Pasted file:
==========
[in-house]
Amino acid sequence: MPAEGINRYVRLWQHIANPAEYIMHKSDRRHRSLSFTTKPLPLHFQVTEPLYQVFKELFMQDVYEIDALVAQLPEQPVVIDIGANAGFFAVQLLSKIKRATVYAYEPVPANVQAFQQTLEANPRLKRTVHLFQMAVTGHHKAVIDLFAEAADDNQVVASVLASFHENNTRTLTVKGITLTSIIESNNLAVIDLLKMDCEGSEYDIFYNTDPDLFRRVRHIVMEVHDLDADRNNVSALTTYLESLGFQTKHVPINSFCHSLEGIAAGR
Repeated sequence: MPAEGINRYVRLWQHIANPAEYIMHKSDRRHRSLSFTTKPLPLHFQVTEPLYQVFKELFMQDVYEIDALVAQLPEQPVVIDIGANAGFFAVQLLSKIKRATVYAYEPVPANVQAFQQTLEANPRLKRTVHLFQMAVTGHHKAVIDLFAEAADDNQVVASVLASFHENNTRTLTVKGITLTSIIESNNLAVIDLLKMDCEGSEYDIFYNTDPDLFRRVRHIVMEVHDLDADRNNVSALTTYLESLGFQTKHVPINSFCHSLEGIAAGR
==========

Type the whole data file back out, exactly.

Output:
[in-house]
Amino acid sequence: MPAEGINRYVRLWQHIANPAEYIMHKSDRRHRSLSFTTKPLPLHFQVTEPLYQVFKELFMQDVYEIDALVAQLPEQPVVIDIGANAGFFAVQLLSKIKRATVYAYEPVPANVQAFQQTLEANPRLKRTVHLFQMAVTGHHKAVIDLFAEAADDNQVVASVLASFHENNTRTLTVKGITLTSIIESNNLAVIDLLKMDCEGSEYDIFYNTDPDLFRRVRHIVMEVHDLDADRNNVSALTTYLESLGFQTKHVPINSFCHSLEGIAAGR
Repeated sequence: MPAEGINRYVRLWQHIANPAEYIMHKSDRRHRSLSFTTKPLPLHFQVTEPLYQVFKELFMQDVYEIDALVAQLPEQPVVIDIGANAGFFAVQLLSKIKRATVYAYEPVPANVQAFQQTLEANPRLKRTVHLFQMAVTGHHKAVIDLFAEAADDNQVVASVLASFHENNTRTLTVKGITLTSIIESNNLAVIDLLKMDCEGSEYDIFYNTDPDLFRRVRHIVMEVHDLDADRNNVSALTTYLESLGFQTKHVPINSFCHSLEGIAAGR